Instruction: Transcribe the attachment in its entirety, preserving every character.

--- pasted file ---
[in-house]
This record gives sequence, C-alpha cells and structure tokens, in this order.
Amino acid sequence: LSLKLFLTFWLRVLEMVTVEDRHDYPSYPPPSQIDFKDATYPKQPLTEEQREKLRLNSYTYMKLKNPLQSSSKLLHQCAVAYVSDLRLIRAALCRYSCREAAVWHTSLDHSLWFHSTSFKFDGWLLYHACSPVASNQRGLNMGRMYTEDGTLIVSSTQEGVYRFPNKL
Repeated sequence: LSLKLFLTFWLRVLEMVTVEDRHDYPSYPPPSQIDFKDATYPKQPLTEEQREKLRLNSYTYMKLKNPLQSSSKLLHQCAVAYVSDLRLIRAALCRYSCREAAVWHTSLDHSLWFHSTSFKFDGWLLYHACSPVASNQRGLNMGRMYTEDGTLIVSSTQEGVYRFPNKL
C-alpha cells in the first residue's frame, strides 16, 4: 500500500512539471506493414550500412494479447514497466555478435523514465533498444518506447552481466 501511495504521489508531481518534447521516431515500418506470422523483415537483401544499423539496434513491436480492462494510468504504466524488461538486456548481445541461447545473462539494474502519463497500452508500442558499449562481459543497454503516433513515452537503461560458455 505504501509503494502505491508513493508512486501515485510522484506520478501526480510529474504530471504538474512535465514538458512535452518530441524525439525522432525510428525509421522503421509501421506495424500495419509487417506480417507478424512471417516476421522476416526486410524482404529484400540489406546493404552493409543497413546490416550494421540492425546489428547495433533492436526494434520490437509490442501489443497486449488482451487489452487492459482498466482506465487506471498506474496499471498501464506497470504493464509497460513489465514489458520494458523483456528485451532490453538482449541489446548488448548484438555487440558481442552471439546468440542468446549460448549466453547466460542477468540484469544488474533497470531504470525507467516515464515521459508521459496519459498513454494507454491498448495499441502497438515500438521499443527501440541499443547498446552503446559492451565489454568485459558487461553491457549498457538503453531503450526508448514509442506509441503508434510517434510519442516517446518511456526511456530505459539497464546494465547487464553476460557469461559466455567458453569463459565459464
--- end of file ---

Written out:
[in-house]
This record gives sequence, C-alpha cells and structure tokens, in this order.
Amino acid sequence: LSLKLFLTFWLRVLEMVTVEDRHDYPSYPPPSQIDFKDATYPKQPLTEEQREKLRLNSYTYMKLKNPLQSSSKLLHQCAVAYVSDLRLIRAALCRYSCREAAVWHTSLDHSLWFHSTSFKFDGWLLYHACSPVASNQRGLNMGRMYTEDGTLIVSSTQEGVYRFPNKL
Repeated sequence: LSLKLFLTFWLRVLEMVTVEDRHDYPSYPPPSQIDFKDATYPKQPLTEEQREKLRLNSYTYMKLKNPLQSSSKLLHQCAVAYVSDLRLIRAALCRYSCREAAVWHTSLDHSLWFHSTSFKFDGWLLYHACSPVASNQRGLNMGRMYTEDGTLIVSSTQEGVYRFPNKL
C-alpha cells in the first residue's frame, strides 16, 4: 500500500512539471506493414550500412494479447514497466555478435523514465533498444518506447552481466 501511495504521489508531481518534447521516431515500418506470422523483415537483401544499423539496434513491436480492462494510468504504466524488461538486456548481445541461447545473462539494474502519463497500452508500442558499449562481459543497454503516433513515452537503461560458455 505504501509503494502505491508513493508512486501515485510522484506520478501526480510529474504530471504538474512535465514538458512535452518530441524525439525522432525510428525509421522503421509501421506495424500495419509487417506480417507478424512471417516476421522476416526486410524482404529484400540489406546493404552493409543497413546490416550494421540492425546489428547495433533492436526494434520490437509490442501489443497486449488482451487489452487492459482498466482506465487506471498506474496499471498501464506497470504493464509497460513489465514489458520494458523483456528485451532490453538482449541489446548488448548484438555487440558481442552471439546468440542468446549460448549466453547466460542477468540484469544488474533497470531504470525507467516515464515521459508521459496519459498513454494507454491498448495499441502497438515500438521499443527501440541499443547498446552503446559492451565489454568485459558487461553491457549498457538503453531503450526508448514509442506509441503508434510517434510519442516517446518511456526511456530505459539497464546494465547487464553476460557469461559466455567458453569463459565459464